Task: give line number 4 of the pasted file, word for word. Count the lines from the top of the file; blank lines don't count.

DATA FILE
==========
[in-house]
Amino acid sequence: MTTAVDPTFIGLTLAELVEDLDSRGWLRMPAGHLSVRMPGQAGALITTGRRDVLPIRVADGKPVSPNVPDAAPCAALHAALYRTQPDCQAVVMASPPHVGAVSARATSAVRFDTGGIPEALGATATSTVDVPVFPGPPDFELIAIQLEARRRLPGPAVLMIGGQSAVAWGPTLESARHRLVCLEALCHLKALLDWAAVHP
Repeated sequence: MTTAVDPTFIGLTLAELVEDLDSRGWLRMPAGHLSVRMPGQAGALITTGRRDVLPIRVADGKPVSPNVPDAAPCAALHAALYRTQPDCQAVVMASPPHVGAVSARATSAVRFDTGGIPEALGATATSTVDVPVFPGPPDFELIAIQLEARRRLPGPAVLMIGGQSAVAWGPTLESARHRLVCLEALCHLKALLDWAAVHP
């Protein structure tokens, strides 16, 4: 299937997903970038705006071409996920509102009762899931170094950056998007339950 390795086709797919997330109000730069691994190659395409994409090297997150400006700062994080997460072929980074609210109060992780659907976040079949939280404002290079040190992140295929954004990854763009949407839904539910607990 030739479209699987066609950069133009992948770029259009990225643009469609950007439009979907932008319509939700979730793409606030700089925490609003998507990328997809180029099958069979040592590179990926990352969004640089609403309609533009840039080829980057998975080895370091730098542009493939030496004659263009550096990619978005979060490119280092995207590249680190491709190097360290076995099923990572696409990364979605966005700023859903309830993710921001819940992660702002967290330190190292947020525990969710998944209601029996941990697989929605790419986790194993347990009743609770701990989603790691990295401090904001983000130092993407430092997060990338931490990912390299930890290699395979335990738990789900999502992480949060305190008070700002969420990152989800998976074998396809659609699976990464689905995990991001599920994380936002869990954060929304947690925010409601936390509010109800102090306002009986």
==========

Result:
């Protein structure tokens, strides 16, 4: 299937997903970038705006071409996920509102009762899931170094950056998007339950 390795086709797919997330109000730069691994190659395409994409090297997150400006700062994080997460072929980074609210109060992780659907976040079949939280404002290079040190992140295929954004990854763009949407839904539910607990 030739479209699987066609950069133009992948770029259009990225643009469609950007439009979907932008319509939700979730793409606030700089925490609003998507990328997809180029099958069979040592590179990926990352969004640089609403309609533009840039080829980057998975080895370091730098542009493939030496004659263009550096990619978005979060490119280092995207590249680190491709190097360290076995099923990572696409990364979605966005700023859903309830993710921001819940992660702002967290330190190292947020525990969710998944209601029996941990697989929605790419986790194993347990009743609770701990989603790691990295401090904001983000130092993407430092997060990338931490990912390299930890290699395979335990738990789900999502992480949060305190008070700002969420990152989800998976074998396809659609699976990464689905995990991001599920994380936002869990954060929304947690925010409601936390509010109800102090306002009986």